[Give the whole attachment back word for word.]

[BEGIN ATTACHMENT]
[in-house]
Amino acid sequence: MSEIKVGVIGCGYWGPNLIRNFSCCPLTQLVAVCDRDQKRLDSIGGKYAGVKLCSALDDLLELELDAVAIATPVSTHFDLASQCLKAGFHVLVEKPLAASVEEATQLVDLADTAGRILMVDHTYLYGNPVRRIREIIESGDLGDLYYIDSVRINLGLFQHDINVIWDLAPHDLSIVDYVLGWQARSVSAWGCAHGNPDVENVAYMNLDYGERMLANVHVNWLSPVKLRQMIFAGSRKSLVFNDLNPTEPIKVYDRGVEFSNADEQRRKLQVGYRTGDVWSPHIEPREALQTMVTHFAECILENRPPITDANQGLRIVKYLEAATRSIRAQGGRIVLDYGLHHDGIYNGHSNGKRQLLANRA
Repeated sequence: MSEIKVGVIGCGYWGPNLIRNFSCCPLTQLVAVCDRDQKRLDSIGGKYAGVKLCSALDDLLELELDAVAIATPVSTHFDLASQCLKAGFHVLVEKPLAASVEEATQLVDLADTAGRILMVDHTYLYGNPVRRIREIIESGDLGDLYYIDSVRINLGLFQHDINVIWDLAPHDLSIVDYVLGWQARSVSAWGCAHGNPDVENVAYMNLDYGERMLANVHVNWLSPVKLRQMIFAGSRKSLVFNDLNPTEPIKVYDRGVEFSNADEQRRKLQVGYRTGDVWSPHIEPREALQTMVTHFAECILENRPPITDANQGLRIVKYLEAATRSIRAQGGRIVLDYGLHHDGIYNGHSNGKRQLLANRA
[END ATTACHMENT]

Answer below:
[in-house]
Amino acid sequence: MSEIKVGVIGCGYWGPNLIRNFSCCPLTQLVAVCDRDQKRLDSIGGKYAGVKLCSALDDLLELELDAVAIATPVSTHFDLASQCLKAGFHVLVEKPLAASVEEATQLVDLADTAGRILMVDHTYLYGNPVRRIREIIESGDLGDLYYIDSVRINLGLFQHDINVIWDLAPHDLSIVDYVLGWQARSVSAWGCAHGNPDVENVAYMNLDYGERMLANVHVNWLSPVKLRQMIFAGSRKSLVFNDLNPTEPIKVYDRGVEFSNADEQRRKLQVGYRTGDVWSPHIEPREALQTMVTHFAECILENRPPITDANQGLRIVKYLEAATRSIRAQGGRIVLDYGLHHDGIYNGHSNGKRQLLANRA
Repeated sequence: MSEIKVGVIGCGYWGPNLIRNFSCCPLTQLVAVCDRDQKRLDSIGGKYAGVKLCSALDDLLELELDAVAIATPVSTHFDLASQCLKAGFHVLVEKPLAASVEEATQLVDLADTAGRILMVDHTYLYGNPVRRIREIIESGDLGDLYYIDSVRINLGLFQHDINVIWDLAPHDLSIVDYVLGWQARSVSAWGCAHGNPDVENVAYMNLDYGERMLANVHVNWLSPVKLRQMIFAGSRKSLVFNDLNPTEPIKVYDRGVEFSNADEQRRKLQVGYRTGDVWSPHIEPREALQTMVTHFAECILENRPPITDANQGLRIVKYLEAATRSIRAQGGRIVLDYGLHHDGIYNGHSNGKRQLLANRA